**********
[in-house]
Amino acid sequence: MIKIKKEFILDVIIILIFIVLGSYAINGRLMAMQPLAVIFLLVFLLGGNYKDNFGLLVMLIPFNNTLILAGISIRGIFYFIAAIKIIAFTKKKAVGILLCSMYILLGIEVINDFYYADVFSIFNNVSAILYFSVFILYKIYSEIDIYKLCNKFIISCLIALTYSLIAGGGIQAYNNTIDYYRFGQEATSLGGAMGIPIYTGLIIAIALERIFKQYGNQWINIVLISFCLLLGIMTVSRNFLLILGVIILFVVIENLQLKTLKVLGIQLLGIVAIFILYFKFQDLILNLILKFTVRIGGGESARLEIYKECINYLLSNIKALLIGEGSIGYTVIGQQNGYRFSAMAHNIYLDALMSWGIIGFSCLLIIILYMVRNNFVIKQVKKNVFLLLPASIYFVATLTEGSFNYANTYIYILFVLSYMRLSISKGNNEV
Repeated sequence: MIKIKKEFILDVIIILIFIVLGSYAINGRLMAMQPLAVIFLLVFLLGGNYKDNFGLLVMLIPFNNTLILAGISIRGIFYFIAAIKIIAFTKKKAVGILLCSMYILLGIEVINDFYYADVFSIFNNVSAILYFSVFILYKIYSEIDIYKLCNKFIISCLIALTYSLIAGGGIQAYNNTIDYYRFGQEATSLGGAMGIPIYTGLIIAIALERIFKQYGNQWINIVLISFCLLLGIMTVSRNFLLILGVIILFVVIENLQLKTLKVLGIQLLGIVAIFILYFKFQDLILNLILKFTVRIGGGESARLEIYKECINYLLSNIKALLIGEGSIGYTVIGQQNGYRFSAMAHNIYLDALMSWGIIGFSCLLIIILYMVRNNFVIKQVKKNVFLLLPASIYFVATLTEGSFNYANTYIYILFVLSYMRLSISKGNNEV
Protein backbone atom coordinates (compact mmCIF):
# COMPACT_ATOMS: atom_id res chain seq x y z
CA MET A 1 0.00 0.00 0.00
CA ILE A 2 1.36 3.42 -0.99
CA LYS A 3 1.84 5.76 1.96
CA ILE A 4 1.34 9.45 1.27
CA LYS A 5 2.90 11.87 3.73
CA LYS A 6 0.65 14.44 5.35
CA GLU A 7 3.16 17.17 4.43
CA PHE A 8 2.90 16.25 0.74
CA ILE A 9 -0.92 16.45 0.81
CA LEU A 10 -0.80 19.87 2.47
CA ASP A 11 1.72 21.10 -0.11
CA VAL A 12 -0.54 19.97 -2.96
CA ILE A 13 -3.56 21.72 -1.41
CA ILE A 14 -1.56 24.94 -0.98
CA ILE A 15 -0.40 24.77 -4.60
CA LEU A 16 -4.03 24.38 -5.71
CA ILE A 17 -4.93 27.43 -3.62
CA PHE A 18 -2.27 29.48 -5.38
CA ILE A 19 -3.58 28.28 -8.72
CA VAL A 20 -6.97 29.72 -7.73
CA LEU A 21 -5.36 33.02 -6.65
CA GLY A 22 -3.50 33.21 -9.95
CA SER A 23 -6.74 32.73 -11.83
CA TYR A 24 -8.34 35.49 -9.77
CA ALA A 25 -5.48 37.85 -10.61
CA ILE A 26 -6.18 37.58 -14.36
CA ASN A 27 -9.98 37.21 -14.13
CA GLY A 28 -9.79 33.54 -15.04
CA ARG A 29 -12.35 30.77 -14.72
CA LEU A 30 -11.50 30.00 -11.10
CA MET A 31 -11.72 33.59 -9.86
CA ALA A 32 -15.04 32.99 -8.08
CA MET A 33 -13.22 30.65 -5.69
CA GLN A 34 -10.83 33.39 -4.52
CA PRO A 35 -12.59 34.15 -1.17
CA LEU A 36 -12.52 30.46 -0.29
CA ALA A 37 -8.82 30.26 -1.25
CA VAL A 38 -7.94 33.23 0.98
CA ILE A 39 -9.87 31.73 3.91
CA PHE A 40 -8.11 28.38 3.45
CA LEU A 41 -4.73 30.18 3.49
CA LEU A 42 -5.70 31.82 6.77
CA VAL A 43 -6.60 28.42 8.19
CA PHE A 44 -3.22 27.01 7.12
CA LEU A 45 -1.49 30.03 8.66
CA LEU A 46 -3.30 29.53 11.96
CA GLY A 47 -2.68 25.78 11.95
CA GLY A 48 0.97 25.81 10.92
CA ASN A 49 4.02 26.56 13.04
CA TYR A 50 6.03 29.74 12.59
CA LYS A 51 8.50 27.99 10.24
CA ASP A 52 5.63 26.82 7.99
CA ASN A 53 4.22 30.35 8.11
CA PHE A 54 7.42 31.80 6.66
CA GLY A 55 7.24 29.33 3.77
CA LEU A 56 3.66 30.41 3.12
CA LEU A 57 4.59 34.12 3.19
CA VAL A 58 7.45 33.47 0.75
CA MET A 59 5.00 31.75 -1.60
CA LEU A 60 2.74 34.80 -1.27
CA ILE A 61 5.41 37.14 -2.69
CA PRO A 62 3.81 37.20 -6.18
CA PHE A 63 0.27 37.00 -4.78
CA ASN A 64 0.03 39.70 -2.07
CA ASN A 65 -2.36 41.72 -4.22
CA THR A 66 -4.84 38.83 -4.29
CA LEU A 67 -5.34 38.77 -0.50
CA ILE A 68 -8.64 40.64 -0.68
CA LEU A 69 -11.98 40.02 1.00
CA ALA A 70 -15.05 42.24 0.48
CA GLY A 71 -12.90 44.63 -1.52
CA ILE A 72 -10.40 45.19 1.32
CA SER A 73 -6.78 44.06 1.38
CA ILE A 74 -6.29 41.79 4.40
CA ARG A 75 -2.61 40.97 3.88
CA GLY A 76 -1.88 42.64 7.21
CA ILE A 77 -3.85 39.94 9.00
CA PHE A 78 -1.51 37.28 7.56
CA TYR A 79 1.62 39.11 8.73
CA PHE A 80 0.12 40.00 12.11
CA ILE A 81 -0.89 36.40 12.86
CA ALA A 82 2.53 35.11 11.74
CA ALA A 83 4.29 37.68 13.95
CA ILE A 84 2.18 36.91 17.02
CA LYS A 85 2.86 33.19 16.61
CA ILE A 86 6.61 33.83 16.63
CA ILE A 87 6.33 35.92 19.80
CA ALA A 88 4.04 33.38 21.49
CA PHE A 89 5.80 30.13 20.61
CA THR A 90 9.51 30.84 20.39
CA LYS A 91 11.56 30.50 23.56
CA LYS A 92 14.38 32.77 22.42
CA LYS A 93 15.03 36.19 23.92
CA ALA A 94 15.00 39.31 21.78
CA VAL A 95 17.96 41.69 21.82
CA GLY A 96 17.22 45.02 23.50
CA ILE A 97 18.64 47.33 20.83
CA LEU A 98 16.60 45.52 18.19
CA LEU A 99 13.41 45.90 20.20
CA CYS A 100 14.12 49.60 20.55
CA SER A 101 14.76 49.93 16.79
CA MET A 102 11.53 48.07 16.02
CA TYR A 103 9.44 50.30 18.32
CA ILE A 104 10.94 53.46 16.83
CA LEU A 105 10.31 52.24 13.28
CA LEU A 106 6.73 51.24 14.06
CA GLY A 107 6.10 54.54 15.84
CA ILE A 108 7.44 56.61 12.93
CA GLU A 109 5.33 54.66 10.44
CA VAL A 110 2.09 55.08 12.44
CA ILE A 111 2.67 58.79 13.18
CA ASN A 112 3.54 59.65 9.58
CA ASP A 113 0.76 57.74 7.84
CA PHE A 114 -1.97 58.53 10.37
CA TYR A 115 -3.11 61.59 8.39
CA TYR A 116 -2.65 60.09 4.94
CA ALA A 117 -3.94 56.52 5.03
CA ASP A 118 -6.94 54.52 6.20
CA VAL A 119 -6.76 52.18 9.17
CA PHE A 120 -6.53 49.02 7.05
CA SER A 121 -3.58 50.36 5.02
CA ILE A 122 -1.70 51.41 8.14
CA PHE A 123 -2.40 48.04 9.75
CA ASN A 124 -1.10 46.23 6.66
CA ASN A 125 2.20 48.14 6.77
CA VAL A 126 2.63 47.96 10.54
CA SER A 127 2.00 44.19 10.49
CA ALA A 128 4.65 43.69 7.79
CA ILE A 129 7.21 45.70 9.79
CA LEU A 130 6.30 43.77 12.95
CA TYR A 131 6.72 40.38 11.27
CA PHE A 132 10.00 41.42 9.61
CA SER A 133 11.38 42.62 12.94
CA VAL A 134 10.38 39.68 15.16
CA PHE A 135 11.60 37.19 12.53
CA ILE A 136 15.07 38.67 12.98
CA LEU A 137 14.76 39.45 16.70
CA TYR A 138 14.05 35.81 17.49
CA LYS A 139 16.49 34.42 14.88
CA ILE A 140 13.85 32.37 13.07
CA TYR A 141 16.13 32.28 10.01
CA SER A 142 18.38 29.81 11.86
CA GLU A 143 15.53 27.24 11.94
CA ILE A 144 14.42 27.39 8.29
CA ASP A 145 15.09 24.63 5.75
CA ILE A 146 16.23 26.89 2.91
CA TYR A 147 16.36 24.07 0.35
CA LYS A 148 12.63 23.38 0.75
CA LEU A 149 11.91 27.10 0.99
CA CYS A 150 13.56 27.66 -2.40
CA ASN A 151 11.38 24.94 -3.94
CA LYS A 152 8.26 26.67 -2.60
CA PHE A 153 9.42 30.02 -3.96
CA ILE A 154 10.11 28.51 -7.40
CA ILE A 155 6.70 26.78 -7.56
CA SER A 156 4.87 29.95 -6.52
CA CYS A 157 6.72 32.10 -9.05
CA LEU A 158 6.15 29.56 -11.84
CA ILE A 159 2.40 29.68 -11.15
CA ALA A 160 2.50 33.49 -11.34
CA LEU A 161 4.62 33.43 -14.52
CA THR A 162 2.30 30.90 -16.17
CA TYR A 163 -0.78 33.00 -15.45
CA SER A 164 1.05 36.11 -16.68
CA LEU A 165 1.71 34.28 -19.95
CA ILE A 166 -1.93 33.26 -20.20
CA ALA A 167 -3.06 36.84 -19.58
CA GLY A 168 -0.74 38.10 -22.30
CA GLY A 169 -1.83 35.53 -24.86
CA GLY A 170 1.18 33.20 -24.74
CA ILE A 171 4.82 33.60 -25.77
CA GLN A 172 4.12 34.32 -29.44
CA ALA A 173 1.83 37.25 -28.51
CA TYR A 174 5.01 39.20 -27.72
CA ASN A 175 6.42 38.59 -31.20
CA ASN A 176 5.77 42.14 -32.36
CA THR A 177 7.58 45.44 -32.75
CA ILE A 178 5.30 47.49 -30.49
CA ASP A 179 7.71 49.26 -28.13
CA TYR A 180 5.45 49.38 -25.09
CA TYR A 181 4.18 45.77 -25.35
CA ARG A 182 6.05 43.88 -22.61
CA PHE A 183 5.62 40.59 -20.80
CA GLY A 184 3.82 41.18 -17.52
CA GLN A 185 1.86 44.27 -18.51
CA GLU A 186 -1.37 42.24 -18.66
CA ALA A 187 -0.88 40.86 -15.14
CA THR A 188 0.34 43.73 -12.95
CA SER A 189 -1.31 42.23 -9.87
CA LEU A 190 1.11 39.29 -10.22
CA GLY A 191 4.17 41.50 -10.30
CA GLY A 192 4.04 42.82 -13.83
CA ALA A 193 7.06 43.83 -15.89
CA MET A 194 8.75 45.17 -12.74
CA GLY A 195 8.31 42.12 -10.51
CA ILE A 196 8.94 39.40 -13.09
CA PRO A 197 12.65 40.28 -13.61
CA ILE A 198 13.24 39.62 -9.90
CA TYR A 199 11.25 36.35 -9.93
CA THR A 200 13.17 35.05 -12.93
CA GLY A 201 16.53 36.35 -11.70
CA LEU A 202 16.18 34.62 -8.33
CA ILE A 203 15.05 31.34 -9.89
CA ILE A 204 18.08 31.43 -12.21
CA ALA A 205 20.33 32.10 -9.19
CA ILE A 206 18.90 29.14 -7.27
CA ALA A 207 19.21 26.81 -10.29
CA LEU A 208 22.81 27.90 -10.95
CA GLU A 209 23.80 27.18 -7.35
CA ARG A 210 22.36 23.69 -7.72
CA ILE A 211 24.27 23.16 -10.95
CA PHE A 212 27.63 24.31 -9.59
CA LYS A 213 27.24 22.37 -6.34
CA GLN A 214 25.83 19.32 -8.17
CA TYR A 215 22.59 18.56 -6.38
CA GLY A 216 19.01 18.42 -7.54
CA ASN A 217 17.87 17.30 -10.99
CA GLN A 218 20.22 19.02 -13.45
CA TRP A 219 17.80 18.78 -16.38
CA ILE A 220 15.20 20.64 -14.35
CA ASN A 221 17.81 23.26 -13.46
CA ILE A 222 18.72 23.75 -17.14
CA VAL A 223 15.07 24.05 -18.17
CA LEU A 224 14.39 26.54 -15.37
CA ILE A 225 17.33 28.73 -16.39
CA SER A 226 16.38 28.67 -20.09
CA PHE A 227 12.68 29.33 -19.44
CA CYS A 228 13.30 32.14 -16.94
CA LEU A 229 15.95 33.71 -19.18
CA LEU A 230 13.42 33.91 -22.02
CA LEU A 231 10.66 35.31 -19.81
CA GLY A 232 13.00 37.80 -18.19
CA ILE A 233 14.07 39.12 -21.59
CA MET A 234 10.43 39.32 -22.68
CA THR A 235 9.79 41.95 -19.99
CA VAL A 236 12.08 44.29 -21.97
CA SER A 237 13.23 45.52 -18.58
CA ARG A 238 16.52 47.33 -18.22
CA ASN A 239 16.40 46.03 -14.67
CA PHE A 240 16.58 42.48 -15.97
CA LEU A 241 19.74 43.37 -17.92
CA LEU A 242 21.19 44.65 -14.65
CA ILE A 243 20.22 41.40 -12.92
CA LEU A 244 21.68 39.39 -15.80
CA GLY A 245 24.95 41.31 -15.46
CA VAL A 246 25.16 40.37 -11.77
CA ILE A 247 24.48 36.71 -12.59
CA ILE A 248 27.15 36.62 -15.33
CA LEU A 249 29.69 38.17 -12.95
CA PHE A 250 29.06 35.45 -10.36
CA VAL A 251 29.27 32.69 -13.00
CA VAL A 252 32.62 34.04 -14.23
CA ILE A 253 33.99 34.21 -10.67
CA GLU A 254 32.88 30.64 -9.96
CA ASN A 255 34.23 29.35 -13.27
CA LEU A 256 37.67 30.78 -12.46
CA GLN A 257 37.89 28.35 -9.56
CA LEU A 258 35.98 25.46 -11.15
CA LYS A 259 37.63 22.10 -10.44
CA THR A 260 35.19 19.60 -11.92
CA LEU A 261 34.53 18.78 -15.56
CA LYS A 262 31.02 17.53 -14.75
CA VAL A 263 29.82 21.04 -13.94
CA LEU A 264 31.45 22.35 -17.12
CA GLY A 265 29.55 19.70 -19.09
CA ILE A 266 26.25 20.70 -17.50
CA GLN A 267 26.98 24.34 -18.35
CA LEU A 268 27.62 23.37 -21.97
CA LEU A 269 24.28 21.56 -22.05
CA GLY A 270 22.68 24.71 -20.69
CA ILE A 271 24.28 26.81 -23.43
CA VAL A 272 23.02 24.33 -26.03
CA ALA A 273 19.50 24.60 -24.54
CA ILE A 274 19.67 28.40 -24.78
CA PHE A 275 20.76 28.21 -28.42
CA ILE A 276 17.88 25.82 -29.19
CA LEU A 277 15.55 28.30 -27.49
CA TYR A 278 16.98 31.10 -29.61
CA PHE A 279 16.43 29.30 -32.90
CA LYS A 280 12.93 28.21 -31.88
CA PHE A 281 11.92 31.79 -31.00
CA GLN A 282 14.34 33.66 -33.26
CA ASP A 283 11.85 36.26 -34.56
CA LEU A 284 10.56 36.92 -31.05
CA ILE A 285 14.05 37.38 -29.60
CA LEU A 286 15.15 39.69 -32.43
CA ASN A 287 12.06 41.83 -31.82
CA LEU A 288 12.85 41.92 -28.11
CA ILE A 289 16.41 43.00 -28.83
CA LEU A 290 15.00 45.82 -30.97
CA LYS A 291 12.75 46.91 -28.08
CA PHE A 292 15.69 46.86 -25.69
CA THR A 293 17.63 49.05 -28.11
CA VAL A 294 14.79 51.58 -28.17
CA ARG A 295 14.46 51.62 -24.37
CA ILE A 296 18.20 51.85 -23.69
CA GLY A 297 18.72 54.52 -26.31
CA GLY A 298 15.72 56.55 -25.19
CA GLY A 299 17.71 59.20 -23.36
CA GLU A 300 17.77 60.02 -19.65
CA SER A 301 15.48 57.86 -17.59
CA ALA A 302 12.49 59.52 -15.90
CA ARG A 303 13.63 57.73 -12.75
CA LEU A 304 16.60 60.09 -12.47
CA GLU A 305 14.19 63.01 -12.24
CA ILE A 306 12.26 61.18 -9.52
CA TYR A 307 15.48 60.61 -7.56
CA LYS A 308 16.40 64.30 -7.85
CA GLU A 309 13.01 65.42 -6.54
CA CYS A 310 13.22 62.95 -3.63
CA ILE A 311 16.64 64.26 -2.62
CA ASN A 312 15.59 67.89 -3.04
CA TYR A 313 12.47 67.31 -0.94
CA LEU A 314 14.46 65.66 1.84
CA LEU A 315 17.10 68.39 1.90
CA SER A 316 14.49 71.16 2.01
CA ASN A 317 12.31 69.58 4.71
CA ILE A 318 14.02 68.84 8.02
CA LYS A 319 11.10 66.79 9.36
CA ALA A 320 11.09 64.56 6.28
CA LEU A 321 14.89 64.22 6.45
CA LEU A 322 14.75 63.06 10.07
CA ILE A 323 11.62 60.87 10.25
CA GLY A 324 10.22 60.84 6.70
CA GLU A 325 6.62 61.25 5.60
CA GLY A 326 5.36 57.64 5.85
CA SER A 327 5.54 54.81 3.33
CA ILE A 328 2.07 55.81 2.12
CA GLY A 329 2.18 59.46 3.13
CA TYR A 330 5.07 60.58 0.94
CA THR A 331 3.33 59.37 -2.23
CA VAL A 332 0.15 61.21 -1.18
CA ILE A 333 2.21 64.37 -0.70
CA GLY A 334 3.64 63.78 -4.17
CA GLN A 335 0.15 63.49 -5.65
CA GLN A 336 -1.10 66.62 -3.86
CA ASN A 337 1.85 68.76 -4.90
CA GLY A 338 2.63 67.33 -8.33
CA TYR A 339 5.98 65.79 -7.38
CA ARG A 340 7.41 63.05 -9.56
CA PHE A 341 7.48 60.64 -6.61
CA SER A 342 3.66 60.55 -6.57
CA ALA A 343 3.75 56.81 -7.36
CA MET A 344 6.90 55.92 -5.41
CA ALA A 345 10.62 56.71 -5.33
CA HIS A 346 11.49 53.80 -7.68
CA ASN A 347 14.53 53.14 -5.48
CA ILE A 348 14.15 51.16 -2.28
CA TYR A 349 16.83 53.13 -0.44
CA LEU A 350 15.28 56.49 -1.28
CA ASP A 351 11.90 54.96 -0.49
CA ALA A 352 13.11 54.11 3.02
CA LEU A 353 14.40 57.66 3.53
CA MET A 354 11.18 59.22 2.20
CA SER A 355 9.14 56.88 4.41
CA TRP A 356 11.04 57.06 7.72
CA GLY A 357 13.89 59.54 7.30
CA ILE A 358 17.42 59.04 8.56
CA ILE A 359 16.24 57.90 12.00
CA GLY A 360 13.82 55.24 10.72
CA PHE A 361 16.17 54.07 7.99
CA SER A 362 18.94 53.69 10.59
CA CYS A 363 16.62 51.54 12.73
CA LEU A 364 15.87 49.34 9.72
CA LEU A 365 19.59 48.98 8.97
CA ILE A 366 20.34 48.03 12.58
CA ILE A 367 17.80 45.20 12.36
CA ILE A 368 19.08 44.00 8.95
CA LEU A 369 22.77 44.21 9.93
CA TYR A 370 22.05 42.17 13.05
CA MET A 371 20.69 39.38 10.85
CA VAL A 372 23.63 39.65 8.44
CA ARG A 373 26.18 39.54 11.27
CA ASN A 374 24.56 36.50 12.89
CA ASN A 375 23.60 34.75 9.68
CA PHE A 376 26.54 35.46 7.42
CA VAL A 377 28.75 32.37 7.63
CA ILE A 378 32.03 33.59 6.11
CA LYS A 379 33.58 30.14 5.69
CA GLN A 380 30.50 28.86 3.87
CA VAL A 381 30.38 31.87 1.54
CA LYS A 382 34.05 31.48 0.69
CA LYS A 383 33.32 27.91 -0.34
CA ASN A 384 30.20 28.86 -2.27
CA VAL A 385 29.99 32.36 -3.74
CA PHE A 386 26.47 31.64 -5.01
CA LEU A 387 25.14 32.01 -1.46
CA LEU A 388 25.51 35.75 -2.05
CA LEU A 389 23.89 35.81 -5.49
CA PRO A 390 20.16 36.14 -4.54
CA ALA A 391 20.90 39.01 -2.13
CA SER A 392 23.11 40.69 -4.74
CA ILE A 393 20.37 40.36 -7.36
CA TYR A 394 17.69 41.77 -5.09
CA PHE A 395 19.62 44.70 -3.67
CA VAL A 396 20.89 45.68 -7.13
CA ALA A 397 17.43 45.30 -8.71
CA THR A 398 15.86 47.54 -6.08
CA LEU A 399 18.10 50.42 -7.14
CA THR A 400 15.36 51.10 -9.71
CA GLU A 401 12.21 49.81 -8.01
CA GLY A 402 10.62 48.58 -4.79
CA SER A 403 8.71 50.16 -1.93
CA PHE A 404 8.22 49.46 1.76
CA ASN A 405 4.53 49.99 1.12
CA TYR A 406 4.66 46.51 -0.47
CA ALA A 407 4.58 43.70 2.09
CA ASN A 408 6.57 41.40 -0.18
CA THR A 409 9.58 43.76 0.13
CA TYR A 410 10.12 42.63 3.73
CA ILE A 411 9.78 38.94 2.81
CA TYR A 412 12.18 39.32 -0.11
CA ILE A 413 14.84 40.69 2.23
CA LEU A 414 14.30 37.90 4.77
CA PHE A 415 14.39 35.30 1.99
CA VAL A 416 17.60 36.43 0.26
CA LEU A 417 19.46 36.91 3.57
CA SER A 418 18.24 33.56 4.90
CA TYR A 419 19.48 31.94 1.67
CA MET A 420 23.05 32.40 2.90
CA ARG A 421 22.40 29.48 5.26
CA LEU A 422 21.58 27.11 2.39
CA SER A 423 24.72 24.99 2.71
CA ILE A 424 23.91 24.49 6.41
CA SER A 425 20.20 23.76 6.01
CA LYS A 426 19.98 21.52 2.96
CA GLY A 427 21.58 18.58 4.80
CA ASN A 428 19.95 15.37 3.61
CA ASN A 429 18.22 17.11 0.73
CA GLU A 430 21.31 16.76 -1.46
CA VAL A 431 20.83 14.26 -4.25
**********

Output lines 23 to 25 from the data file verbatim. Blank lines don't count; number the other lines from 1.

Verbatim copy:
CA PHE A 18 -2.27 29.48 -5.38
CA ILE A 19 -3.58 28.28 -8.72
CA VAL A 20 -6.97 29.72 -7.73